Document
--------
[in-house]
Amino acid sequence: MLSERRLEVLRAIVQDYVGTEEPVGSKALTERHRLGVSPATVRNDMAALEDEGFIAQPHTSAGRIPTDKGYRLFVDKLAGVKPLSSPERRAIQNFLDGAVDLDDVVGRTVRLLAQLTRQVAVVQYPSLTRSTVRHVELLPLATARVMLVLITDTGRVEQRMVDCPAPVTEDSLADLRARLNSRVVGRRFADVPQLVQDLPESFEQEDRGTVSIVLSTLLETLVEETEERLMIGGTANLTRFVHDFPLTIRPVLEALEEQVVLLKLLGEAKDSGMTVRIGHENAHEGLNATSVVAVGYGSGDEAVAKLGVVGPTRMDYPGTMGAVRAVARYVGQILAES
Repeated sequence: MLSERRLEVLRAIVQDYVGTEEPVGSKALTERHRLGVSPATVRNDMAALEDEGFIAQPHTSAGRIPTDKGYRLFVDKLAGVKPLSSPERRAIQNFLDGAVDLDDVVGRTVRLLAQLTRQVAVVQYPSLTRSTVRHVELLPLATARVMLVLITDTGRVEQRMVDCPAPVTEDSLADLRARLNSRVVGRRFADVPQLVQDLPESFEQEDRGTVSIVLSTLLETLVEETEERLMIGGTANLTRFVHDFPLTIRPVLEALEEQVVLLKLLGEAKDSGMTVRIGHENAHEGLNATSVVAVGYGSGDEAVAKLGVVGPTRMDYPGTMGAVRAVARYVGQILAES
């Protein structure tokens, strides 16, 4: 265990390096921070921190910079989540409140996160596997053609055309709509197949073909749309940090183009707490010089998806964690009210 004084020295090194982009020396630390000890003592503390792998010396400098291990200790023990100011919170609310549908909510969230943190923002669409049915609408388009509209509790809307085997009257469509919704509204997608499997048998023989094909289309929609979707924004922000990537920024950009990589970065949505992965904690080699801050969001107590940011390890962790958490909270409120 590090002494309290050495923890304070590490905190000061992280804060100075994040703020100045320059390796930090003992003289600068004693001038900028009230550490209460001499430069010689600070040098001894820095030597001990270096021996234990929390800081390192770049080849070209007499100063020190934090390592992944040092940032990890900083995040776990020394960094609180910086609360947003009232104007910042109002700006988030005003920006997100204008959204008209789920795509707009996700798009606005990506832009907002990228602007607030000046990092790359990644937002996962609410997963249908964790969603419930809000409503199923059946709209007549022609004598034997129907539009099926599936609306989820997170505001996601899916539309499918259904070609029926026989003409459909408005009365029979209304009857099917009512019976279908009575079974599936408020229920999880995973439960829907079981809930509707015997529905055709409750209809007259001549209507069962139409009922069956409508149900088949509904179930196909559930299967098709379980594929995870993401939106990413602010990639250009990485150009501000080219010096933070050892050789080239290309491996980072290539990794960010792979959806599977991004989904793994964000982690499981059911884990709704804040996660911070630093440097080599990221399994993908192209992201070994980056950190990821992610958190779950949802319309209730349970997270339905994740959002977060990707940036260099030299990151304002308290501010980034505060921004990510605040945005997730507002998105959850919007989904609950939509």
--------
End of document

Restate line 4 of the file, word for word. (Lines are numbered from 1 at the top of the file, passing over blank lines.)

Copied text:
């Protein structure tokens, strides 16, 4: 265990390096921070921190910079989540409140996160596997053609055309709509197949073909749309940090183009707490010089998806964690009210 004084020295090194982009020396630390000890003592503390792998010396400098291990200790023990100011919170609310549908909510969230943190923002669409049915609408388009509209509790809307085997009257469509919704509204997608499997048998023989094909289309929609979707924004922000990537920024950009990589970065949505992965904690080699801050969001107590940011390890962790958490909270409120 590090002494309290050495923890304070590490905190000061992280804060100075994040703020100045320059390796930090003992003289600068004693001038900028009230550490209460001499430069010689600070040098001894820095030597001990270096021996234990929390800081390192770049080849070209007499100063020190934090390592992944040092940032990890900083995040776990020394960094609180910086609360947003009232104007910042109002700006988030005003920006997100204008959204008209789920795509707009996700798009606005990506832009907002990228602007607030000046990092790359990644937002996962609410997963249908964790969603419930809000409503199923059946709209007549022609004598034997129907539009099926599936609306989820997170505001996601899916539309499918259904070609029926026989003409459909408005009365029979209304009857099917009512019976279908009575079974599936408020229920999880995973439960829907079981809930509707015997529905055709409750209809007259001549209507069962139409009922069956409508149900088949509904179930196909559930299967098709379980594929995870993401939106990413602010990639250009990485150009501000080219010096933070050892050789080239290309491996980072290539990794960010792979959806599977991004989904793994964000982690499981059911884990709704804040996660911070630093440097080599990221399994993908192209992201070994980056950190990821992610958190779950949802319309209730349970997270339905994740959002977060990707940036260099030299990151304002308290501010980034505060921004990510605040945005997730507002998105959850919007989904609950939509």